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Mahler 4

  • Location:


  • Sector:

    Real Estate 

  • Designer:

    Toyo Ito and associates

  • Year:

    2005 year

  • Application:

  • Product:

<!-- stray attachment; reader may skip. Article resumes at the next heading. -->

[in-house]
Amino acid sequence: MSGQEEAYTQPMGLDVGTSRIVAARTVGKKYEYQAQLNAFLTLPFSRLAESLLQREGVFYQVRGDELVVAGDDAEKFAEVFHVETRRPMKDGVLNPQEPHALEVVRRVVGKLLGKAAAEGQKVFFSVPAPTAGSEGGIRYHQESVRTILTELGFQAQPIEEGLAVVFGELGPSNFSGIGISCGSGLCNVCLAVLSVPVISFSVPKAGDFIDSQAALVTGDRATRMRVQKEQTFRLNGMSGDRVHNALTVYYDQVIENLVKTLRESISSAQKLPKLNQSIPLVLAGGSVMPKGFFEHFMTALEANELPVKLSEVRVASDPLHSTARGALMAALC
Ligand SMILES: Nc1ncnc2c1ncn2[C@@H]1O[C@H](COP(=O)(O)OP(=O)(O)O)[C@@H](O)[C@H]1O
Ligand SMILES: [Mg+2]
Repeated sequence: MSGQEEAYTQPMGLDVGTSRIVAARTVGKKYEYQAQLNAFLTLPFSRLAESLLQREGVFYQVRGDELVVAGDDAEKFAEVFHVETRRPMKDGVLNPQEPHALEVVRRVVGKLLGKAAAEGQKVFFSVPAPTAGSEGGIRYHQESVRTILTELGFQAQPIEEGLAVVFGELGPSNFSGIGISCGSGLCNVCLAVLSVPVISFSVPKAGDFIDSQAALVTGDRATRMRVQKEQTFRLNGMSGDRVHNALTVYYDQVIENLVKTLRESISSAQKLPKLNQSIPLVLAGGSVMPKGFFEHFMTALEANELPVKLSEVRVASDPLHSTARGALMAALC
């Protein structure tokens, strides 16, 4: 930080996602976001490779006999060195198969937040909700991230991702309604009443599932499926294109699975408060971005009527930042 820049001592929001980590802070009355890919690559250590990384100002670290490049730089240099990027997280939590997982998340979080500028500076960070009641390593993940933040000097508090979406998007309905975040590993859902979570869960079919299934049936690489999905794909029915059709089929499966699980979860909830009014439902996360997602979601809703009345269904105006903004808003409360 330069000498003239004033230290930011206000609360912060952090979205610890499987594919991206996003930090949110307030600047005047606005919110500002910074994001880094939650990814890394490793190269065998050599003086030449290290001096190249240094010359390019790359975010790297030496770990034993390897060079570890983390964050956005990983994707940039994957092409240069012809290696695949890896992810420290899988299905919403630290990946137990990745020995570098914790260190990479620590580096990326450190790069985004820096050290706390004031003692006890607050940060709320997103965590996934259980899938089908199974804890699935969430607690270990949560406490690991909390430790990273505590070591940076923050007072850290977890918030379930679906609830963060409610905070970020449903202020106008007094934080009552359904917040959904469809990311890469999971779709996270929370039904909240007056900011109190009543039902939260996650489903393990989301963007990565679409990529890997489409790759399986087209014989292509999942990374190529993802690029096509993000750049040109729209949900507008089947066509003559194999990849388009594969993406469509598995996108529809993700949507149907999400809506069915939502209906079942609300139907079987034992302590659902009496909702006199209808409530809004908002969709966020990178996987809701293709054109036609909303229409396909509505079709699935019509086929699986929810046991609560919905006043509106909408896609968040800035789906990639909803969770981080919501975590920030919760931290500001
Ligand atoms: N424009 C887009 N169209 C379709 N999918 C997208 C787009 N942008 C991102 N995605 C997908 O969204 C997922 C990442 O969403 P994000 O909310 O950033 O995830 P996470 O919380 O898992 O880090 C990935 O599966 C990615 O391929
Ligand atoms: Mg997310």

Architects Toyo Ito and Associates used building regulations and client requirements to shape a novel new design for a high rise outside Amsterdam. Requirements in the master plan of the Mahler 4 development dictated a setback of three different heights with a depth of 31.5 meters. By filling this volume completely, the architects could have created a floor area nearly 10,000 square meters larger than their clients actually required. Rather than merely shrinking the envelope of the 100-meter-high building as needed, however, the Toyo Ito team defined an exterior design of three stacked blocks that fully utilized the available envelope. They then subtracted as needed by incorporating "void spaces" into the structure. Some of these void spaces (holes) pass vertically through the building, creating daylight wells that penetrate deep into the interiors. Other holes punch horizontally through the building, adding a dramatic interruption of the exterior shape. Each void was individually designed with its own complement of plants and water features that enhance the visual interest. To emphasize the breaks created by the voids, the architects designed a rhythmic striped pattern across the entire façade, comprising layers of glazing spaced with layers of QuadroClad panels by Hunter Douglas. Lightweight and ultra-flat, the honeycomb structure of the QuadroClad panels offered the durability and design flexibility builders needed to complete the structure. The result is an engaging office tower that adds true diversity to the urban landscape, a principle Toyo Ito himself values highly. DesignBoom recently asked the architect what he worries about the most. He replied: "The thing that worries me the most is that everyone wears the same things, eats the same things, lives in the same environments. This is what worries me the most."